Wonder how many of your New Year resolutions youâ€™ve managed to keep so far â€“ Iâ€™ve been hopeless about lots of things but this year I am determined to encourage as many people as I possibly can to grow some of their own food. Join the now worldwide renaissance in urban as well as rural farming and gardening.
Itâ€™s extraordinary whatâ€™s going on, particularly in the US where many people are further down the road of desperation than we are.
Thereâ€™s a grass roots revolution, people are growing up walls, down walls, in window boxes, hanging baskets, on roofs, balconies, even on fire escapes although thatâ€™s not encouraged for obvious reasons. The â€˜Grow Food not Lawnsâ€™ Movement attracts more devotees all the time.
Here in Ireland, allotments are in peak demand and the sales of polytunnels have skyrocketed. Once youâ€™ve planted a few seeds and waited for the plants to grow into something delicious to eat â€“ life changes. We appreciate the work of the growers and gardeners so much more plus one has the reassurance that the herbs, vegetables and fruit havenâ€™t been sprayed with a cocktail of pesticides.
So if you havenâ€™t already, got the bug, donâ€™t worry, itâ€™s not too late for this year â€“ youâ€™ve got several weeks to cogitate. Maybe get together with a few pals who live close by and make a plan. Each agree to grow 5 or 6 vegetables and then share. My best Top Tip is donâ€™t be over ambitious, start small but you could be preparing the soil now. Put a layer of compost and maybe some powdered seaweed on top of the ground and let it sit until the weather warms up. The soil temperature needs to be 7Â°C before you sow seeds, otherwise they wonâ€™t germinate.
Well this is a cooking column but as we all know good nourishing food starts (whether its veg or meat) in rich fertile soilâ€¦.but you could even start with a seed tray on your window sill, I live in the middle of a farm and I feel so blessed to have space to grow and produce quite a lot of our own food and itâ€™s surprising how much is in the garden still in the depths of winter. All the gutsy hardy perennial herbs, rosemary, thyme, sage are thriving and ever more exciting the new seasons chives are already well above the ground, much earlier than usual â€“ one of the bonusâ€™s of climate change.
We also have lots of leeks, a few Brussels sprouts, masses of knobbly Jerusalem artichokes, parsnips, kale, chardâ€¦. Our carrots are finished but we have lots of cabbage that would never make it onto a supermarket shelf . A few slugs have discovered them but some careful washing in salted water sorts that out and they are sweet and delicious after a few nights frost. As are the black radishes, celeriac and swedeâ€¦..turnips which are having their moment. Can you imagine the humble swede is becoming cool and swede chips are featuring on lots of menus.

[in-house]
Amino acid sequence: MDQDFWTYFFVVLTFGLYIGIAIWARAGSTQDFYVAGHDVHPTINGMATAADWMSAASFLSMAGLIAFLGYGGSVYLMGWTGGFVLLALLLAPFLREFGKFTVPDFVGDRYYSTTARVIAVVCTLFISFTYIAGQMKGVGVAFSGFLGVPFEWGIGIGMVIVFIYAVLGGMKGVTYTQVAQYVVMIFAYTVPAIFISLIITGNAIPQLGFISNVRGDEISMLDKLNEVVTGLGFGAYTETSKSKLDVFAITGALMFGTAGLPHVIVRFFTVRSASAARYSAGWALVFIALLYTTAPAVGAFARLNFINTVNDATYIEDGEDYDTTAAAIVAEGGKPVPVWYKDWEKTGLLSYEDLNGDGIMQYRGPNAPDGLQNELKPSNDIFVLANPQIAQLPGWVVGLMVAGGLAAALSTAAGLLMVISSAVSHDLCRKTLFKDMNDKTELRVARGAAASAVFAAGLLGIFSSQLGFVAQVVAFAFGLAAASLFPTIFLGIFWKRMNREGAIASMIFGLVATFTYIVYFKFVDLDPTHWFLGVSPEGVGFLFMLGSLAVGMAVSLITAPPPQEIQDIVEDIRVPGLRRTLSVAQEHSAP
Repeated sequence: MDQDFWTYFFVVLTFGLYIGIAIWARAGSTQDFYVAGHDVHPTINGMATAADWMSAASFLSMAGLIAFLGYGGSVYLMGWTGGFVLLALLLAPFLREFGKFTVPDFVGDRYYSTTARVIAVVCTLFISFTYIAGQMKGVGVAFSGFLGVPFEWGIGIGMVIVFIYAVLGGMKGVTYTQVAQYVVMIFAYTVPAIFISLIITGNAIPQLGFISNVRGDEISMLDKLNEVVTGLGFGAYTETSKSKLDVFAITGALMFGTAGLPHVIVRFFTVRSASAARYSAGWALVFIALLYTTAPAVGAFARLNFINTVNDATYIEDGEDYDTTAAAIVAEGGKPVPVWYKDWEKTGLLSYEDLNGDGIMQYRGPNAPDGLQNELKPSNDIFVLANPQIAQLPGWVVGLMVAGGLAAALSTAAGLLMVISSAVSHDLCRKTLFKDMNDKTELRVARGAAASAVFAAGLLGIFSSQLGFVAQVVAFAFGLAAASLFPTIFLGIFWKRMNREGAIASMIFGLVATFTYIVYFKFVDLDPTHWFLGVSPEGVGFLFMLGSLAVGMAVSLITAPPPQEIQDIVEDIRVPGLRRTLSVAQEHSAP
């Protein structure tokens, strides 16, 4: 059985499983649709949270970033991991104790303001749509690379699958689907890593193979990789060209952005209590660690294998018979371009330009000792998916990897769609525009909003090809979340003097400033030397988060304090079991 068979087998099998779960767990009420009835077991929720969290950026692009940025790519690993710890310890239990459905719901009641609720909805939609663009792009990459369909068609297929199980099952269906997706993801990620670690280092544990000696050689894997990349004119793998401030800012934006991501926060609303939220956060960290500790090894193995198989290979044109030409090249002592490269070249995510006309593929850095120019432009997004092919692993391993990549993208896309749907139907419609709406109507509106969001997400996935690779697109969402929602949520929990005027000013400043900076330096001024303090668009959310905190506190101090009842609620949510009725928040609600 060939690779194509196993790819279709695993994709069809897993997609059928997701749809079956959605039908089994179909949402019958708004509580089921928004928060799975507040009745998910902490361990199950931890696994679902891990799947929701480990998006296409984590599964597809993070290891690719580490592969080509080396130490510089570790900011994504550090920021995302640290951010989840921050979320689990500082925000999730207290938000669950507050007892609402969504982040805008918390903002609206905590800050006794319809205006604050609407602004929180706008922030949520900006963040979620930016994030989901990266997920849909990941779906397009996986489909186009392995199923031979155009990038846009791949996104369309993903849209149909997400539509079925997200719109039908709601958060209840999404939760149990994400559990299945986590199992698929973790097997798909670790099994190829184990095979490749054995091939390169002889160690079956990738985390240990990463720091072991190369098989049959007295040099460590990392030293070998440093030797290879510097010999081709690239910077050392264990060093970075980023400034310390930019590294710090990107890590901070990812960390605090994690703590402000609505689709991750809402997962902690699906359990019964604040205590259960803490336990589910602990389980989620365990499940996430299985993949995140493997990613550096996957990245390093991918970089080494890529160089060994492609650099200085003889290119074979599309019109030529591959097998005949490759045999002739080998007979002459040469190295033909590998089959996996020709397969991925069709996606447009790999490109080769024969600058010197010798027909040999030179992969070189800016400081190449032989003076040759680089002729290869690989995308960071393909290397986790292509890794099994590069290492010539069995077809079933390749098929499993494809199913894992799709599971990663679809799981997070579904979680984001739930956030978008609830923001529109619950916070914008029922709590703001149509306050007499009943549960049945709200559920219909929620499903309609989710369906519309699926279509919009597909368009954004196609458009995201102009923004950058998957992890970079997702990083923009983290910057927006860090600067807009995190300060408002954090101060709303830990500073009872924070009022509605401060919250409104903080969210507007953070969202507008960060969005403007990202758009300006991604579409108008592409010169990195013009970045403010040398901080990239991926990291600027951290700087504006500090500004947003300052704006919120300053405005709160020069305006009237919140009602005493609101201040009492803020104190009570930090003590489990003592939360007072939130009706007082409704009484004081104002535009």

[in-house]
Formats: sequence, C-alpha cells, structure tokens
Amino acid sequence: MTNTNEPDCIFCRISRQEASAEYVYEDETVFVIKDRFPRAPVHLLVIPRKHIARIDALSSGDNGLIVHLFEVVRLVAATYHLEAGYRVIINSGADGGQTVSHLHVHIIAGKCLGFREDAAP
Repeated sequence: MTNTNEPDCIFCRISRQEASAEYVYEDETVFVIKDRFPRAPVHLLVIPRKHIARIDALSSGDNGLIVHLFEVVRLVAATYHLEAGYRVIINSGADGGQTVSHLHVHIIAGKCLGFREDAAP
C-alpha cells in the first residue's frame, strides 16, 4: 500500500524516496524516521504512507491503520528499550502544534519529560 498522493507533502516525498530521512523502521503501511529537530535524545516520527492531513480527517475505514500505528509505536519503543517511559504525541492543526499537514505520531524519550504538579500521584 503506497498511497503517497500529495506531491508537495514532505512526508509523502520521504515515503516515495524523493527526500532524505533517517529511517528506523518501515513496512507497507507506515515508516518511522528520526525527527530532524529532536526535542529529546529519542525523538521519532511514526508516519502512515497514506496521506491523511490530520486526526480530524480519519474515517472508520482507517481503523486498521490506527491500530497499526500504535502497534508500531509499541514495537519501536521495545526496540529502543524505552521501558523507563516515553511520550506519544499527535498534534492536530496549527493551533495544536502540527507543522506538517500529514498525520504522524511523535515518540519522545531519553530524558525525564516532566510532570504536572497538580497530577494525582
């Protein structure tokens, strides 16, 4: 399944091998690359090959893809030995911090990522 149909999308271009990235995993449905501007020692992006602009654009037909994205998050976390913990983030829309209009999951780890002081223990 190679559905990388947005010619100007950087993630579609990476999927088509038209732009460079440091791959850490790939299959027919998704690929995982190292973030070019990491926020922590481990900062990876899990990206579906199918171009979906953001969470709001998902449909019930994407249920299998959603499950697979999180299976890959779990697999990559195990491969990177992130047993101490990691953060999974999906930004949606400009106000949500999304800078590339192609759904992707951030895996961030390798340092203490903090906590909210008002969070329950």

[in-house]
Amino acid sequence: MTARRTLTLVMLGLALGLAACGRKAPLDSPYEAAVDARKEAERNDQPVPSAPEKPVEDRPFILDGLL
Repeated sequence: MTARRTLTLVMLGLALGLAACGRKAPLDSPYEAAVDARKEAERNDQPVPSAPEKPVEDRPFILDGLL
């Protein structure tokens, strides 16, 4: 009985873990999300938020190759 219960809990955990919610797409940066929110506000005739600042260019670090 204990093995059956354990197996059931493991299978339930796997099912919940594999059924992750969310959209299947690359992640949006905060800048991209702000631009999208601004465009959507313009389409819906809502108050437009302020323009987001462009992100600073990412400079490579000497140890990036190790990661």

Well that long list is certainly enough to rustle up lots of tasty meals either vegetarian or vegan and to serve as an accompanying dish to meat or fish. Think Iâ€™ll start with this Leek Framiche, like a quiche but super delicious.
Date for the Diary:-
Pop up Dinner with our Winter 12 Week Certificate students on Saturday March 11th 2017. Welcome Aperitif at 6.30pm; three course dinner at 7pm. Tickets are â‚¬40 for Slow Food members, â‚¬45 non Slow Food members. Further details in a few weeksâ€™ time.
Cooking for Baby and Toddlers: Natural and Wholesome Food
Everyone wants to feed their baby nourishing and wholesome food. Yet it’s difficult to know how and when to start offering solids. Many of us lack the confidence to make our own baby food Darina Allen is happy to pass on the tips and advice gleaned over years of feeding children and grandchildren totally without packets, cans or jars! An invaluable half-day course covers everything â€“ choosing the ingredients, recipes, preparation tips, menus, storage, health and nutrition â€“ the lot. Not only will it save you a small fortune but also it will be infinitely better for your baby. Youâ€™ll soon discover that making your own, nourishing baby food is quick, easy and surprisingly good fun. Also, by giving your baby lots of variety youâ€™ll ensure that as they grow up they donâ€™t become fussy eaters. This course is subsidised by the Ballymaloe Cookery. If you need to bring a child minder with you they are very welcome to take a walk around our gardens free of charge while you are attending the course.
Friday March 3rd 2017 at 2.30pm. www.cookingisfun.ie
There are many variations on this theme, some have no cheese, others no bacon. Similar leek tarts and pies are made in Belgium, France and many parts of the UK, including Wales and Cornwall. One can use the filling to make into a gorgeous pie with pastry underneath and on top, or just on top. Either way it is delicious.